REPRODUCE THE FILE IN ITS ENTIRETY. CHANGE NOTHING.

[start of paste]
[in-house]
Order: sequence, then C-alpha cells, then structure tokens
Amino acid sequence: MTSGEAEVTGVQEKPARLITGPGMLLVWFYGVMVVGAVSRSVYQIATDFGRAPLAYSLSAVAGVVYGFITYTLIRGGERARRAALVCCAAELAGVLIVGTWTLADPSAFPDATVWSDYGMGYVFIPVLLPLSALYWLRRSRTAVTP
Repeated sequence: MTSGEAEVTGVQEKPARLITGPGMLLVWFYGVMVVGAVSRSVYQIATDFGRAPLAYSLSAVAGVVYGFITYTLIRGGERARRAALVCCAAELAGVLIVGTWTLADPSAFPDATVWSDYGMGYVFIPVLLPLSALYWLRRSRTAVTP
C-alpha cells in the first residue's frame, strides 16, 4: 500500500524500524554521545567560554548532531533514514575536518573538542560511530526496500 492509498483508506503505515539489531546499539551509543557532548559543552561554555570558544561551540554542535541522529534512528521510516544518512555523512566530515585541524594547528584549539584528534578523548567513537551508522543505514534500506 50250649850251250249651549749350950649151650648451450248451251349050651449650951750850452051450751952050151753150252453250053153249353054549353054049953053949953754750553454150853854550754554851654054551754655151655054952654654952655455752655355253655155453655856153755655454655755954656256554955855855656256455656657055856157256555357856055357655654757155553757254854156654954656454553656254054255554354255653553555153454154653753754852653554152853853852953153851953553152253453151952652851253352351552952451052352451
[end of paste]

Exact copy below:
[in-house]
Order: sequence, then C-alpha cells, then structure tokens
Amino acid sequence: MTSGEAEVTGVQEKPARLITGPGMLLVWFYGVMVVGAVSRSVYQIATDFGRAPLAYSLSAVAGVVYGFITYTLIRGGERARRAALVCCAAELAGVLIVGTWTLADPSAFPDATVWSDYGMGYVFIPVLLPLSALYWLRRSRTAVTP
Repeated sequence: MTSGEAEVTGVQEKPARLITGPGMLLVWFYGVMVVGAVSRSVYQIATDFGRAPLAYSLSAVAGVVYGFITYTLIRGGERARRAALVCCAAELAGVLIVGTWTLADPSAFPDATVWSDYGMGYVFIPVLLPLSALYWLRRSRTAVTP
C-alpha cells in the first residue's frame, strides 16, 4: 500500500524500524554521545567560554548532531533514514575536518573538542560511530526496500 492509498483508506503505515539489531546499539551509543557532548559543552561554555570558544561551540554542535541522529534512528521510516544518512555523512566530515585541524594547528584549539584528534578523548567513537551508522543505514534500506 50250649850251250249651549749350950649151650648451450248451251349050651449650951750850452051450751952050151753150252453250053153249353054549353054049953053949953754750553454150853854550754554851654054551754655151655054952654654952655455752655355253655155453655856153755655454655755954656256554955855855656256455656657055856157256555357856055357655654757155553757254854156654954656454553656254054255554354255653553555153454154653753754852653554152853853852953153851953553152253453151952652851253352351552952451052352451